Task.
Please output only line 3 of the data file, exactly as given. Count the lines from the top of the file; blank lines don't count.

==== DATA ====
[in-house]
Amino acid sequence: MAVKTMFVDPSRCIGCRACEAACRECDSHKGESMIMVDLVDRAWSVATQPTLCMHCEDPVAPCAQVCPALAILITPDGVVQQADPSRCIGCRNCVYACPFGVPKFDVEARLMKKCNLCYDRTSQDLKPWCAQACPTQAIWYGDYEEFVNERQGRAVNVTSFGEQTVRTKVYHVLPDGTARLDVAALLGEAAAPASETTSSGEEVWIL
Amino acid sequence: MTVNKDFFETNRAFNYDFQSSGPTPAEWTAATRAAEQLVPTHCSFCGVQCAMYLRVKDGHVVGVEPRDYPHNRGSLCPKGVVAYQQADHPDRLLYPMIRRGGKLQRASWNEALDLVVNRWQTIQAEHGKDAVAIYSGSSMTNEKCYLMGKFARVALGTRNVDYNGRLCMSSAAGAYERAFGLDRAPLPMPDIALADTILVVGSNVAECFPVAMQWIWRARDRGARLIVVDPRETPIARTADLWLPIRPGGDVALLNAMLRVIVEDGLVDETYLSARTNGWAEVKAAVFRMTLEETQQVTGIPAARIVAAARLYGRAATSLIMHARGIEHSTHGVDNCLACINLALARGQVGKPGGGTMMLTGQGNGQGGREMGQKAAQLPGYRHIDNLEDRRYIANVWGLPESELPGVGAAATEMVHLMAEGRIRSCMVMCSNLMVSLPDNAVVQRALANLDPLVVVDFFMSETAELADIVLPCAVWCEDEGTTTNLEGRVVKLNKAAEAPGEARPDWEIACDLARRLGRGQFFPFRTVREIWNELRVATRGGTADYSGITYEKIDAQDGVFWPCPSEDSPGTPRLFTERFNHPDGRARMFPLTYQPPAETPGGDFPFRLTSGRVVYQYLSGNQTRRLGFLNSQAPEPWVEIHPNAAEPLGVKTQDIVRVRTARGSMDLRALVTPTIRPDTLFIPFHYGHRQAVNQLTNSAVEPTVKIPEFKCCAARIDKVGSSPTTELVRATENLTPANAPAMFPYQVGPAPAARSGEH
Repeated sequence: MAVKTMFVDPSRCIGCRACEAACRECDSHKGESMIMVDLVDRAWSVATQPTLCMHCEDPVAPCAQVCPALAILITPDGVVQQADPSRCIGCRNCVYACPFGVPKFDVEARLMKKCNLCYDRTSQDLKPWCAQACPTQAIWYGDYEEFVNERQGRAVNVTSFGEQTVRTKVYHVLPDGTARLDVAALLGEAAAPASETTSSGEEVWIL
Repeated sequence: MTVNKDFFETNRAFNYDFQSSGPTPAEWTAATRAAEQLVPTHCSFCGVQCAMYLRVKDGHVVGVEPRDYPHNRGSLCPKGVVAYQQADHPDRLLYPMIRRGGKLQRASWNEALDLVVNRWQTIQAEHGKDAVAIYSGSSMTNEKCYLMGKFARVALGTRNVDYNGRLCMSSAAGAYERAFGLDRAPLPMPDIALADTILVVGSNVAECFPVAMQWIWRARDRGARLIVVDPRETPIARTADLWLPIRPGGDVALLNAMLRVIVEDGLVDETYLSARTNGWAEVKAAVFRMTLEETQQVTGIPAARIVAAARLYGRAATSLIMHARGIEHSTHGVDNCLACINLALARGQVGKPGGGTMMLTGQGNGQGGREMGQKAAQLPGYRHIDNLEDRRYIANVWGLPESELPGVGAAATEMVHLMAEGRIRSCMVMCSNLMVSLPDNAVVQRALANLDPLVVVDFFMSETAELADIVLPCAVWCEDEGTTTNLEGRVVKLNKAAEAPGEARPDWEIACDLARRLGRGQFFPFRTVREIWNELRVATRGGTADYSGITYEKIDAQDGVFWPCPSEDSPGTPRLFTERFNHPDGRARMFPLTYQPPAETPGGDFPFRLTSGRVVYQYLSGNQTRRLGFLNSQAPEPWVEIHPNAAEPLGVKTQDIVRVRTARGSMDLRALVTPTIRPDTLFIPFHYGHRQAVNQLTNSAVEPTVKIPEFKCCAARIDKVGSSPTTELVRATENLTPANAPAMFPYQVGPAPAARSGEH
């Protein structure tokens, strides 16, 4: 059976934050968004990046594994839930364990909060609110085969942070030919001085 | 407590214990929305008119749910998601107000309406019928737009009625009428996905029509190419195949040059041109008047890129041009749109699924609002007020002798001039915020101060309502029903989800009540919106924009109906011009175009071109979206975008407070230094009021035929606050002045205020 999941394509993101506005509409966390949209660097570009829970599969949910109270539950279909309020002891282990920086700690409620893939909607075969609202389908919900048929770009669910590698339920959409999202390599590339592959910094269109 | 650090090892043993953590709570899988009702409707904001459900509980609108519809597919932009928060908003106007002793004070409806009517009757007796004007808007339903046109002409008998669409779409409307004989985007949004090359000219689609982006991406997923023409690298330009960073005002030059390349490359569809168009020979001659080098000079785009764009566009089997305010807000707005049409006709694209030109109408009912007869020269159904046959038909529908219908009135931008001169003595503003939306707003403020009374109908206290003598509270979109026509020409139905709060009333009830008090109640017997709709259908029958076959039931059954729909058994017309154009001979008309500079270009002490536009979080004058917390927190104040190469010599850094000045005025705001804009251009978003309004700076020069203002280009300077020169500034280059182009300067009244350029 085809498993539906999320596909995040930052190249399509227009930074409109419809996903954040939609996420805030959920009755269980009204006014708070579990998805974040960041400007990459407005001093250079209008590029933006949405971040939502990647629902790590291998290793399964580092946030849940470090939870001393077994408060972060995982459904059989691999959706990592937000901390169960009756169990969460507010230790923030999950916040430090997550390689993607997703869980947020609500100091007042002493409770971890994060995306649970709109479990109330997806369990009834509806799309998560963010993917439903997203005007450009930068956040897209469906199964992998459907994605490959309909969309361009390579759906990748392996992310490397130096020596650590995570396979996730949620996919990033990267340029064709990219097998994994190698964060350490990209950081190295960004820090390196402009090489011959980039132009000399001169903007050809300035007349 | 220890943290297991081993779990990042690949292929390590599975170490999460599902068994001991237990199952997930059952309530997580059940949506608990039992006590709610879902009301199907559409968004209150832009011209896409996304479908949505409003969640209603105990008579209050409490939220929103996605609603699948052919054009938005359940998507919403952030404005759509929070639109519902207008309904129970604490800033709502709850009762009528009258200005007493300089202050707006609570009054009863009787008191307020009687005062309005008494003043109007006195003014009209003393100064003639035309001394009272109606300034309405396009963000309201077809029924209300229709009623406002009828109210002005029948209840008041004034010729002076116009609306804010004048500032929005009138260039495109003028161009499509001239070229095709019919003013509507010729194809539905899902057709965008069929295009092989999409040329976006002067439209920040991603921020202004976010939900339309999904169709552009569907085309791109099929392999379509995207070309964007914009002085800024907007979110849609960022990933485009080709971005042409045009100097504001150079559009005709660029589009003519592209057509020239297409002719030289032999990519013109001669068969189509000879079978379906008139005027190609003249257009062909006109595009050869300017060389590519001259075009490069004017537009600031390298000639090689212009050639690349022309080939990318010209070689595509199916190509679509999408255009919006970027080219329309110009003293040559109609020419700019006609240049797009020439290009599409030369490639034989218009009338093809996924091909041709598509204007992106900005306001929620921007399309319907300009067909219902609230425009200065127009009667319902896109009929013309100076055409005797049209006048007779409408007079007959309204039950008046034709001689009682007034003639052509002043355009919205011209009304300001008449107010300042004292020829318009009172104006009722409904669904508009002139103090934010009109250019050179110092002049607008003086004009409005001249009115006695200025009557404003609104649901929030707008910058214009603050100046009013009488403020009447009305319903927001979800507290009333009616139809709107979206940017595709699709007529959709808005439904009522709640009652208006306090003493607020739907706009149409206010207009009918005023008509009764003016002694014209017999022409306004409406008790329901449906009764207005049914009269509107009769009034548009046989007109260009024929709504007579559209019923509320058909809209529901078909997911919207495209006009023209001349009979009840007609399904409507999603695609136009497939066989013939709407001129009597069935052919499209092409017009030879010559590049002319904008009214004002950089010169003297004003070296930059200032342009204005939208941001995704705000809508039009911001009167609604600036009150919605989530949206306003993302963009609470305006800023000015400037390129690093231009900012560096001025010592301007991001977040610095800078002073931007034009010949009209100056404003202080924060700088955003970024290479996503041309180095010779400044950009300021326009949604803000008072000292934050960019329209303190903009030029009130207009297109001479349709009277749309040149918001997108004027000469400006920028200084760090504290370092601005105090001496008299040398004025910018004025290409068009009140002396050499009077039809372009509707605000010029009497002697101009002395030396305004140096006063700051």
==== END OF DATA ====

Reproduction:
Amino acid sequence: MTVNKDFFETNRAFNYDFQSSGPTPAEWTAATRAAEQLVPTHCSFCGVQCAMYLRVKDGHVVGVEPRDYPHNRGSLCPKGVVAYQQADHPDRLLYPMIRRGGKLQRASWNEALDLVVNRWQTIQAEHGKDAVAIYSGSSMTNEKCYLMGKFARVALGTRNVDYNGRLCMSSAAGAYERAFGLDRAPLPMPDIALADTILVVGSNVAECFPVAMQWIWRARDRGARLIVVDPRETPIARTADLWLPIRPGGDVALLNAMLRVIVEDGLVDETYLSARTNGWAEVKAAVFRMTLEETQQVTGIPAARIVAAARLYGRAATSLIMHARGIEHSTHGVDNCLACINLALARGQVGKPGGGTMMLTGQGNGQGGREMGQKAAQLPGYRHIDNLEDRRYIANVWGLPESELPGVGAAATEMVHLMAEGRIRSCMVMCSNLMVSLPDNAVVQRALANLDPLVVVDFFMSETAELADIVLPCAVWCEDEGTTTNLEGRVVKLNKAAEAPGEARPDWEIACDLARRLGRGQFFPFRTVREIWNELRVATRGGTADYSGITYEKIDAQDGVFWPCPSEDSPGTPRLFTERFNHPDGRARMFPLTYQPPAETPGGDFPFRLTSGRVVYQYLSGNQTRRLGFLNSQAPEPWVEIHPNAAEPLGVKTQDIVRVRTARGSMDLRALVTPTIRPDTLFIPFHYGHRQAVNQLTNSAVEPTVKIPEFKCCAARIDKVGSSPTTELVRATENLTPANAPAMFPYQVGPAPAARSGEH